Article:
Bonnaroo has come and gone another year. All of that anticipation, then the days and nights fly past only to find you dirty and exhausted. The mind and body are spent, yet somehow we are enlightened.
Oh to bury myself in the scene, gonzo-style, amidst their psychedelics and groove bands, deep in the campsites and among the vendors of Shakedown Street. It would make for excellent investigative journalism, a poignant critique on a culture now decades-old.
But that time has passed for this capricious journalist. Instead I play the role of observer, keenly aware of dilated pupils and the dank aroma wafting through the air, wandering through the crowd, taking in the music and people.
Bonnaroo means something different to each of us lucky enough to experience it. For an odyssey on such grand a scale, it is a very personal endeavor. Fans hand-pick their daily line-up, vendors rearrange their wares to appeal to the crowd, and even the bands get caught up in the impulsiveness.
Bonnie Raitt threw out her set list, Matisyahu was seen grooving to Radiohead after imbibing on some booze, Damian Marley strolled through the grounds casually, reminiscent of his father with a spliff in his hand and even Tom Petty was rumored to have been late getting on stage because he went out of his head for a bit.
Each person’s experience becomes his or her own.
The music was more incredible than anticipated and the vibe was relaxed and cool, a very laid back and welcoming atmosphere. This is a place where we can be ourselves or who we want to be. There is an aspect of freedom there that surpasses what we’ve come to accept in mainstream American culture.
It was liberation in the finest sense.
The people-watching was primo and they come in droves from all walks of life. The only commonality seemed to be a love for music, as their styles and ages varied. These are some of the most unique and beautiful people found around these parts, brought together by one love, with plenty of dreadlocks and tattoos blending with grey hair and freckled kids.
Over 80,000 people can be hard to fathom, at least until you look out among the campgrounds. They resembled something like an amusement park parking lot with a virtual sea of tents. There were cars from as far away as Oregon, New Hampshire, and Canada. Rows of RVs lined the paths, enthusiasts sat on tops of SUVs to catch a better glimpse of the action.
People set up tent cities that became home for the weekend, complete with hibachi grills and flat-screen televisions for some, with the less privileged sleeping under trees or cars and anywhere else they might land. The sites were cleverly named for movie characters like Camp Marcellus Wallace, Camp Chewbacca, Camp David Wooderson and Camp Ferris Bueller.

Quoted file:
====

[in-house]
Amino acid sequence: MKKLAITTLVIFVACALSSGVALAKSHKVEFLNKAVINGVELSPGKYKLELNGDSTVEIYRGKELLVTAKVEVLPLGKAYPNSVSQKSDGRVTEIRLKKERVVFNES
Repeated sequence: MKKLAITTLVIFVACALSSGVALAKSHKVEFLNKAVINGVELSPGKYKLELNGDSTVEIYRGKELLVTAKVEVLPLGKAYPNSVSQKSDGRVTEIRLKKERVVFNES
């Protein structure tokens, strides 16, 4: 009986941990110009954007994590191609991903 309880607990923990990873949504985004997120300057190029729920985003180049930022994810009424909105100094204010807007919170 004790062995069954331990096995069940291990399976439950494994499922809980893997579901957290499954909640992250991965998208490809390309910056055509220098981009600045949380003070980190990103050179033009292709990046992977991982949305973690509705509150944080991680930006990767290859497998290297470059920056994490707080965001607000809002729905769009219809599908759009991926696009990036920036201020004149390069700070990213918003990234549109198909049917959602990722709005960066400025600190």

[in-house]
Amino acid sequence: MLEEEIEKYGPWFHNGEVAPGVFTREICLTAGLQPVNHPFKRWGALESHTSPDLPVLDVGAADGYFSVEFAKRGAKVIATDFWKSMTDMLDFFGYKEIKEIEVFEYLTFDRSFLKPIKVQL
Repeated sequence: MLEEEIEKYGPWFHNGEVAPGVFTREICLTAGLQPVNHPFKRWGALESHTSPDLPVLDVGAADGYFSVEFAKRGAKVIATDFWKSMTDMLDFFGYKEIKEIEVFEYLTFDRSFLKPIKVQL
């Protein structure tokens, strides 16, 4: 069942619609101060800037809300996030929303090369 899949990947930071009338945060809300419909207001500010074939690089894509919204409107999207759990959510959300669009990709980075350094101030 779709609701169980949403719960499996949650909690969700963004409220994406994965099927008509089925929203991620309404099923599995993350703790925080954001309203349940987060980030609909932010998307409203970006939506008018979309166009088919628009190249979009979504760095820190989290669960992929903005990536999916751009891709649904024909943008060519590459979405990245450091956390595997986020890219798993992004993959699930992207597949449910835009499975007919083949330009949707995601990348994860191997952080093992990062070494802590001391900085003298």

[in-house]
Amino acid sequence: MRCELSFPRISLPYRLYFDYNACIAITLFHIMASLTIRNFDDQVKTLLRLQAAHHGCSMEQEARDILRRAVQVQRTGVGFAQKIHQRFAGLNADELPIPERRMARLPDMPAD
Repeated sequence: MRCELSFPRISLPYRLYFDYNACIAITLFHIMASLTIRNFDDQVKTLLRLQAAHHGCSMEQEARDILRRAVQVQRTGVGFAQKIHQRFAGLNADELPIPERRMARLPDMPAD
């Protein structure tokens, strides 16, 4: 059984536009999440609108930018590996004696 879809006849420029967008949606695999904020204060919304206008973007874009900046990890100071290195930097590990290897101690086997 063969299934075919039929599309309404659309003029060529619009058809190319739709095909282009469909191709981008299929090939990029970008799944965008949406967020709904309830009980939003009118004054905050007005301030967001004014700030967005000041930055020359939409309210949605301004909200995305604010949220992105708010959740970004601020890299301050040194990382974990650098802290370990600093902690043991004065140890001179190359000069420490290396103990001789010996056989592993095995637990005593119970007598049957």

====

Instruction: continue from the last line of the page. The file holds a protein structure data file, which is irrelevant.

The food is cheaper on the outside and on Shakedown Street, but more creative (and often more expensive) inside of Centeroo, the fest’s main area. Within its walls, vendors provide burrito bars, smoothie stands, fresh gyros, a plethora of international foods and a variety for the vegetarians among us and, of course, Ben & Jerry’s carts everywhere you look.
I paid five bucks for the best quesadilla I’ve had in my life, packed full of spinach leaves, tomatoes, mozzarella and pesto and grilled to perfection. I ended up wearing its juices, but with delight.
Hard to imagine most of us submersed in that culture for any length of time. For the average fan, the festival is a celebration of life and music. It is a once-a-year affair to clear our heads, take in some awesome tunes and enjoy the time with friends.
For many of the vendors and fans, the music festival circuit is a nomadic existence?a constant journey to the next town, the next band, the next high. They blow glass beads and bowls in parking lots and fields, make grilled cheese sandwiches out of the backs of trucks, peddle T-shirts and hand-woven blankets?not to mention anything else you may find yourself wanting.
They do whatever it takes to venture onward.
Bonnaroo is, above all else, an escape. For the party-goers, it brings a halt to the monotony of daily life?four days of sweaty debauchery in the Southern summer sunshine. Our worlds become transformed into the dreams of Jerry Garcia, a life Ken Kesey envisioned, a place for raucous behavior comparable to Allen Ginsberg and William S. Burroughs.
At Bonnaroo, anything goes. There are no limits, no shame and something magical might happen at any moment.